Attending and applying first aid on broken bones in the wilderness where there are no immediately available healthcare practitioners is a vital skill that an outdoorsman or outdoors woman should master. Although, most fractures are not immediately life threatening, learning how to apply first aid on broken bones will help to prevent the aggravation of the injury as well as contribute to better healing. Take note that learning how to apply any form of first aid goes beyond reading so we also suggest taking up a formal course to help you actually practice and also so that you can ask questions if you have any. Anyway, here are some important tips you should know when applying first aid to broken bones.
When you are new to prepping, everything becomes a little too overwhelming. I wish I could tell you the “lost” feeling changes over time, but it doesn’t. The truth is; while you expand your “prepper” knowledge, your interests in new subjects can spiral out of control. And, when you think you have figured something out, you may realize that you have solved only a small piece of the puzzle. Therefore, after much debate, sketching on the chalkboard, and revision after revision, we are pleased to offer our initial Prepper Matrix.
Skin injuries are frequent and commonly occurring injuries, particularly for those who spend a lot of time outdoors. There are different types of these injuries and varying degrees of severity, as well as treatment. Skin injuries can be minor and superficial, with a linear direction such as your paper cuts, or deeper and more prone to infection such as lacerations. Basically, your skin injuries can be classified into several categories, these would be lacerations, abrasions, puncture wounds, and avulsions.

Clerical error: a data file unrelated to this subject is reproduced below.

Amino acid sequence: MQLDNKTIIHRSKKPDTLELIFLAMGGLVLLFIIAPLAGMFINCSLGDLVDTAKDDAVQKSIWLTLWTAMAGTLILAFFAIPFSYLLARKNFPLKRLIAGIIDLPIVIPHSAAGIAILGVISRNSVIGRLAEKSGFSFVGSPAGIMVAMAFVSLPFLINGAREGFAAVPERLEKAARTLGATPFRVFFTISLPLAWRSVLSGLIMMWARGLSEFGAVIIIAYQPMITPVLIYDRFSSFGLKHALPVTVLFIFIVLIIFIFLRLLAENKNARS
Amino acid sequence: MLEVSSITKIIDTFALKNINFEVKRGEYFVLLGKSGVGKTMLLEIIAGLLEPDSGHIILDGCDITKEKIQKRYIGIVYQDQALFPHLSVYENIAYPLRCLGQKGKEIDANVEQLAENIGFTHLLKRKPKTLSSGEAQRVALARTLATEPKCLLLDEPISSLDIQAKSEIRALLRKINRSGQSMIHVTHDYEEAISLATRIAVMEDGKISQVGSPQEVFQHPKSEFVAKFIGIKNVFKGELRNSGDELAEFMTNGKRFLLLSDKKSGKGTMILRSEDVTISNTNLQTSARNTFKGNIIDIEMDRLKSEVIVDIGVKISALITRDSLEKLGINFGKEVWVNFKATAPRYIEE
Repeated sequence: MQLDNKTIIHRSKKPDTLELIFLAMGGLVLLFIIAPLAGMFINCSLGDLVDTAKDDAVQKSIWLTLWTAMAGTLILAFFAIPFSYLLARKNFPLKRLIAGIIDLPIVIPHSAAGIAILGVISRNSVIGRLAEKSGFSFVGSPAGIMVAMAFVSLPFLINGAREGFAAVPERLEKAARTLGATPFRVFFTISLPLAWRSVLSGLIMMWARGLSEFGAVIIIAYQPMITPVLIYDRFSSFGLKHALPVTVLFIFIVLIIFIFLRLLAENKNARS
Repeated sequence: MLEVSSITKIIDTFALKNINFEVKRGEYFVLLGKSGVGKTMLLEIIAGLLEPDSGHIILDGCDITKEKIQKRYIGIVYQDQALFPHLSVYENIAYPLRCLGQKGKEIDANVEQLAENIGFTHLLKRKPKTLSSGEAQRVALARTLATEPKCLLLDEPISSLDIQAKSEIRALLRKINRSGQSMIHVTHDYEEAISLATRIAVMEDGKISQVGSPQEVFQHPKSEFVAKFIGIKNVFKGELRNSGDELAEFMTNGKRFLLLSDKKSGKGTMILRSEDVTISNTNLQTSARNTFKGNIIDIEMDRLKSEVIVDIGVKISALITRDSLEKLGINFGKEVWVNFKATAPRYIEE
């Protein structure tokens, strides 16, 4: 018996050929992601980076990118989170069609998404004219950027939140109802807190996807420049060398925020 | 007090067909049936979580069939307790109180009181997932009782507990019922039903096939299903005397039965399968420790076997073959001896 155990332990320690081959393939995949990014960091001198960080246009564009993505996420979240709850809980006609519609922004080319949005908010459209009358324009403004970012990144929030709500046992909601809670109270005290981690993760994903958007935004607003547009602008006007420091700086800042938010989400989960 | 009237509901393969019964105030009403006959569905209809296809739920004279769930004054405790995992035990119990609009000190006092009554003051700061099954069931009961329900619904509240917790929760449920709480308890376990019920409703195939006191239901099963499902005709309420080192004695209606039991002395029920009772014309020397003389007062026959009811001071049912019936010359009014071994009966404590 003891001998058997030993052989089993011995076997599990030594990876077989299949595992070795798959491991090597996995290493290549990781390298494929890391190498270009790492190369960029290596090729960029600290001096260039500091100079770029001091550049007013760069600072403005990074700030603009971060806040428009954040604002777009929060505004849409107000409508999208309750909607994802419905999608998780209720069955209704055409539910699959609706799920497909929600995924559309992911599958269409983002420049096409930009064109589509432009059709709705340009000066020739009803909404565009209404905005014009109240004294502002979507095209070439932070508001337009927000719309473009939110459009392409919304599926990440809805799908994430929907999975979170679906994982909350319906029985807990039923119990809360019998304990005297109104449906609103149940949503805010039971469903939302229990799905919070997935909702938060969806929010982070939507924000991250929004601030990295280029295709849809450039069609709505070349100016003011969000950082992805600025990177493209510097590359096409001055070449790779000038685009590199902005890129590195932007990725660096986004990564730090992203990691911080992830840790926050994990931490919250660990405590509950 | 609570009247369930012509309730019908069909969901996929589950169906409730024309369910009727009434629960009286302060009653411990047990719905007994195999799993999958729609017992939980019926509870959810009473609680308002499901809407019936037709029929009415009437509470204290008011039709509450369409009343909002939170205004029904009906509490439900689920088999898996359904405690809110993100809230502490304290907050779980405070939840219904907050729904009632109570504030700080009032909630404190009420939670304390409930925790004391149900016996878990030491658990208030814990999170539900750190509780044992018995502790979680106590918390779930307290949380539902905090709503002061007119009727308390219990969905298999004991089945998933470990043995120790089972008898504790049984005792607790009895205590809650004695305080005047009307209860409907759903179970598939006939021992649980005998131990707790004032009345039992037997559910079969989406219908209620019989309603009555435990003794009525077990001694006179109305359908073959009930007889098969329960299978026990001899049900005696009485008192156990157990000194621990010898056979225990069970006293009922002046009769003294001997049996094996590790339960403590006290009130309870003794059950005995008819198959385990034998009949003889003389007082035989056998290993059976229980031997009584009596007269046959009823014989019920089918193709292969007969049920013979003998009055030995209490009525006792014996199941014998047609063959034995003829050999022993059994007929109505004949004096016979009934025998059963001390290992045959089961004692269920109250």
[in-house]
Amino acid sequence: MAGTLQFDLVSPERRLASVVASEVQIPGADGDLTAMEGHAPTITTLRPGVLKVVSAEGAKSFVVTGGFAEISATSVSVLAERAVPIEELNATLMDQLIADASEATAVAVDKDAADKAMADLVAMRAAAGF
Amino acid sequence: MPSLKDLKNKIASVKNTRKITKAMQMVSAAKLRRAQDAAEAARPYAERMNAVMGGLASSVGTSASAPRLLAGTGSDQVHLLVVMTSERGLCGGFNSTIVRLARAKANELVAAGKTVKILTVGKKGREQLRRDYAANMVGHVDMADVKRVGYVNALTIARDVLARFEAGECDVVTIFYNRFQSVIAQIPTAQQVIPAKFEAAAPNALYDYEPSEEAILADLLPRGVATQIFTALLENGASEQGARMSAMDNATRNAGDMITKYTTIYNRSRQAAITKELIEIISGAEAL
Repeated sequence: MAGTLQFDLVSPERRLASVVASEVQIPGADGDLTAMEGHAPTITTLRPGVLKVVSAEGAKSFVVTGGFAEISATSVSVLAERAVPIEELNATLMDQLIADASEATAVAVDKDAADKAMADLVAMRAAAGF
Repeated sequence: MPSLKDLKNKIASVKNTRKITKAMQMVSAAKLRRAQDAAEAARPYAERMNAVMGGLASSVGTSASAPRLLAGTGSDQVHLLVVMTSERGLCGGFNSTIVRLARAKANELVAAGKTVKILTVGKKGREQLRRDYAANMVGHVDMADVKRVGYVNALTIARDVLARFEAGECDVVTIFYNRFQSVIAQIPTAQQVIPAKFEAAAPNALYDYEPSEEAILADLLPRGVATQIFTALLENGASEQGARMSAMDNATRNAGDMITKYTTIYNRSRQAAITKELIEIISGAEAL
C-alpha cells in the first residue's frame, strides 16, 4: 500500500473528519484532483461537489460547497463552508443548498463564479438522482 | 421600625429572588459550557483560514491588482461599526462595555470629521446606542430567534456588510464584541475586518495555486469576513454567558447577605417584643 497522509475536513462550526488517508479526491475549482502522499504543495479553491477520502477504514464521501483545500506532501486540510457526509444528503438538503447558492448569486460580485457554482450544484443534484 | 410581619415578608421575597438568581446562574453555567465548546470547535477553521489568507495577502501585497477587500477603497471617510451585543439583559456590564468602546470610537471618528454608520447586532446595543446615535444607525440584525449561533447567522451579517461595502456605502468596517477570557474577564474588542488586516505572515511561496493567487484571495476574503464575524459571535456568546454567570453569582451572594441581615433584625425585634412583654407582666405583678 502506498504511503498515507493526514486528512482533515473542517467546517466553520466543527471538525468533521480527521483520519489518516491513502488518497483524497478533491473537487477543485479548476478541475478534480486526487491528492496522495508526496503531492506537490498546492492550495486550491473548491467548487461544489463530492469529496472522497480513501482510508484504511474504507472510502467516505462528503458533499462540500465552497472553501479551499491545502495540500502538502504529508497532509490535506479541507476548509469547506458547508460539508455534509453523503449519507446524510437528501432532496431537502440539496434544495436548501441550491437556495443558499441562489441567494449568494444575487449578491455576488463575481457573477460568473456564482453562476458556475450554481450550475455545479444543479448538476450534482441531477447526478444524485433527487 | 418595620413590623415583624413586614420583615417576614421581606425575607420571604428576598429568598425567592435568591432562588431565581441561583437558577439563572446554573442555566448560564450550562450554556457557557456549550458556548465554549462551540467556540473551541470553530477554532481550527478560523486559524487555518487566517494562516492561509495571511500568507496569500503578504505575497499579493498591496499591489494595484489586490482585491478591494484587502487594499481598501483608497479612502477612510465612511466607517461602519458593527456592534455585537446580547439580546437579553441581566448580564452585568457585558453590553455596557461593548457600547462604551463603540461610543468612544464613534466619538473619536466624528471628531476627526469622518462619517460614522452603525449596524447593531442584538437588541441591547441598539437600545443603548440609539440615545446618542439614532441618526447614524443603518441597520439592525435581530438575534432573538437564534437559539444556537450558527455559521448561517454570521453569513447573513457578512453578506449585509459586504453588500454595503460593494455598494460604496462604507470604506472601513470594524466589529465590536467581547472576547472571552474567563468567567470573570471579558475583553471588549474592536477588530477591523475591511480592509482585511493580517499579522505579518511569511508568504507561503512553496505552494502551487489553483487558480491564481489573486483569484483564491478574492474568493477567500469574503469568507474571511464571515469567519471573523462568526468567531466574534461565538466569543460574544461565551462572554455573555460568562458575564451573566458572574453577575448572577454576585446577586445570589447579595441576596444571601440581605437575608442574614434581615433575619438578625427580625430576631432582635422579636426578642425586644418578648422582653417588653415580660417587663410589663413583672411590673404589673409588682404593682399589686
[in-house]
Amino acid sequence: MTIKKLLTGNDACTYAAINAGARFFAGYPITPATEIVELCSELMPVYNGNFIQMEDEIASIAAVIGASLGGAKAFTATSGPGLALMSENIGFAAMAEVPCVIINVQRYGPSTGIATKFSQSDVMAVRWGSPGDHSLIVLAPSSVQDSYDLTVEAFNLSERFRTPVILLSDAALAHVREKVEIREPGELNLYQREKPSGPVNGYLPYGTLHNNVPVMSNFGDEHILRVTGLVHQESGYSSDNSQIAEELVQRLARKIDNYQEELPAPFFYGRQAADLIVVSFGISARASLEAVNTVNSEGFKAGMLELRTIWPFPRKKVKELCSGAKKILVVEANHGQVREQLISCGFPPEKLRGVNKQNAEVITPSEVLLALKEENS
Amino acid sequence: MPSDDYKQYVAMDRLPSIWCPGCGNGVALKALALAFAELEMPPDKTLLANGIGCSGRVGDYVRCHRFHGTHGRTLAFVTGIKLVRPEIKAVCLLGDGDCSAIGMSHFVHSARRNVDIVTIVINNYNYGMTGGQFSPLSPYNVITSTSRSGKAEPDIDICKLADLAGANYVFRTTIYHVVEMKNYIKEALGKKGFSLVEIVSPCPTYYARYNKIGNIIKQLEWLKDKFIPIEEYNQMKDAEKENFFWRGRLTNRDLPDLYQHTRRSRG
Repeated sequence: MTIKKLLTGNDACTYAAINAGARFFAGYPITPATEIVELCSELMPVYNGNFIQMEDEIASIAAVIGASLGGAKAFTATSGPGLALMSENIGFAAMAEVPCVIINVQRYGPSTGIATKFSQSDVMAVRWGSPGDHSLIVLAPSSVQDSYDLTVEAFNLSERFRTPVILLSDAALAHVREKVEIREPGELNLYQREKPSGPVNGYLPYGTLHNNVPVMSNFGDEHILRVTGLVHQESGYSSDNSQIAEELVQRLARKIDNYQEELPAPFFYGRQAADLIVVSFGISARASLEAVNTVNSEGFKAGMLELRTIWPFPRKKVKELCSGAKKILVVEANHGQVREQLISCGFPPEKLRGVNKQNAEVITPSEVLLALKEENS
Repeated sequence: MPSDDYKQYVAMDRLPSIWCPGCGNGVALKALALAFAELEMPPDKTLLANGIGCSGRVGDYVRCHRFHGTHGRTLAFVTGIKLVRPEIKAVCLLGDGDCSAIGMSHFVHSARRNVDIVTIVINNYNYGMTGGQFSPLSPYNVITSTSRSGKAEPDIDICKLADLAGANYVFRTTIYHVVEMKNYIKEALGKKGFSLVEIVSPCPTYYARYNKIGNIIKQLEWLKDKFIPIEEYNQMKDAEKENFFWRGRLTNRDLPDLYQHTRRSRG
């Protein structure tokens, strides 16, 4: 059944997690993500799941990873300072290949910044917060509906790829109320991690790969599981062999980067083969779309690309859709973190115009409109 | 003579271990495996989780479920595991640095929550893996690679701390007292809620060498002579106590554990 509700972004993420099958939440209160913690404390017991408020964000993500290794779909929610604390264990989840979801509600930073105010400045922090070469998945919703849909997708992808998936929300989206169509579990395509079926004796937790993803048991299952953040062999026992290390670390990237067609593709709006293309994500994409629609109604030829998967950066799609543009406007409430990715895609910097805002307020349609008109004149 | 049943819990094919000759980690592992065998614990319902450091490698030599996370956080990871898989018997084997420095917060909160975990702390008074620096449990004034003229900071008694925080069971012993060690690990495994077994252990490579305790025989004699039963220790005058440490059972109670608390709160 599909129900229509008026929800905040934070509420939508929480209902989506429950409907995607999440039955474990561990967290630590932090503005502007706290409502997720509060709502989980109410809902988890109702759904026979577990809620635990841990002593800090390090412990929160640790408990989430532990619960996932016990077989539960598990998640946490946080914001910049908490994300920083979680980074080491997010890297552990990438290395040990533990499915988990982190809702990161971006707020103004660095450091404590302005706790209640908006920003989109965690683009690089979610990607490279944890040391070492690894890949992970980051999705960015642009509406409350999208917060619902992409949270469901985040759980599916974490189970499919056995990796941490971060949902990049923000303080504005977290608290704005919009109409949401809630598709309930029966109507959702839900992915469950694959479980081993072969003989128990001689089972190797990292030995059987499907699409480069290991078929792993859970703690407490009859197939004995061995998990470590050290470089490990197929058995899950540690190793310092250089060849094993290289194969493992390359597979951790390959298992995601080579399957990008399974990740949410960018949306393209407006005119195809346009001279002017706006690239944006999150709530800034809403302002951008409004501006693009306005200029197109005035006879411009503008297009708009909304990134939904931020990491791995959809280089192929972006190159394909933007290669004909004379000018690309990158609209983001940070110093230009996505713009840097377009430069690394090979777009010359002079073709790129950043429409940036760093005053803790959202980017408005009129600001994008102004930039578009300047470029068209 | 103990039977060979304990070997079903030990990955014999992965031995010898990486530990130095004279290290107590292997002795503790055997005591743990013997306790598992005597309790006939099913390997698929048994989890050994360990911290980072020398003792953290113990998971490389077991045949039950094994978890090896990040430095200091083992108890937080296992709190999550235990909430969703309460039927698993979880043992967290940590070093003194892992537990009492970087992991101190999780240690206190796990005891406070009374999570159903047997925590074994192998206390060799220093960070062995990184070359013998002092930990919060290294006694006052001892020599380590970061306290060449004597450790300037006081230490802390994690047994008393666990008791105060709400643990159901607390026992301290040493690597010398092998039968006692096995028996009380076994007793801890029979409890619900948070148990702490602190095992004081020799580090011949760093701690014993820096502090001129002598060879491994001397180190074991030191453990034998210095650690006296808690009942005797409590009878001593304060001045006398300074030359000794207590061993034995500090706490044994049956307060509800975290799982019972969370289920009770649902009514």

The Individual First Aid Kit, or IFAK, has become a “buzz word” of the Preparedness and Survival communities; conduct a simple YouTube search for IFAK to see what I mean. The IFAK is standard issue for every U.S. service member deployed in combat, and given my combat experience as a soldier and defense contractor, I can tell you that IFAK’s save lives daily. Hopefully, that series of events you are preparing for is nothing like what our brave men and women face on foreign battlefields every day. But, if you ever need to treat a major traumatic injury, at a minimum you will need an IFAK.
In your capacity as the medic for your retreat or Bug Out Location (BOL), or in any situation you may find yourself in, you may have a requirement to use an IV to treat a patient. Intravenous therapy, or IV therapy, is the administration of liquid substances directly into a vein. The word intravenous simply means "within a vein", but is most commonly used to refer to IV therapy. IV therapy can be intermittent or continuous. Continuous administration is called an intravenous drip. Compared with other routes of replenishing liquids, the intravenous route is the fastest way to deliver fluids and medications throughout the body (Source).
Download our Handout: Introduction to IV Administration